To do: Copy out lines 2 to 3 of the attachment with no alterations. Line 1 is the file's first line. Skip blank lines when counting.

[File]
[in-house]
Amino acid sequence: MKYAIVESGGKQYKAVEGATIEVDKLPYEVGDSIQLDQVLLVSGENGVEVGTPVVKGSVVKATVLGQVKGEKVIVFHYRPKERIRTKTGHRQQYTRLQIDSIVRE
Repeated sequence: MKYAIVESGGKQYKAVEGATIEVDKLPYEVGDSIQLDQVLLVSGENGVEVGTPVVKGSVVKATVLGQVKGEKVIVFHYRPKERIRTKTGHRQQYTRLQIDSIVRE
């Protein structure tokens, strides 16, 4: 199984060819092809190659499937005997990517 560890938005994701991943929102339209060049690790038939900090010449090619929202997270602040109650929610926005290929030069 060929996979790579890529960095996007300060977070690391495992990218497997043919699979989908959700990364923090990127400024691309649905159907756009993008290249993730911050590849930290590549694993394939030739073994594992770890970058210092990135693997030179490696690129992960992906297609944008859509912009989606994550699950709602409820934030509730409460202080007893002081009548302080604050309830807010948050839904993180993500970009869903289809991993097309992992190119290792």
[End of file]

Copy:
Amino acid sequence: MKYAIVESGGKQYKAVEGATIEVDKLPYEVGDSIQLDQVLLVSGENGVEVGTPVVKGSVVKATVLGQVKGEKVIVFHYRPKERIRTKTGHRQQYTRLQIDSIVRE
Repeated sequence: MKYAIVESGGKQYKAVEGATIEVDKLPYEVGDSIQLDQVLLVSGENGVEVGTPVVKGSVVKATVLGQVKGEKVIVFHYRPKERIRTKTGHRQQYTRLQIDSIVRE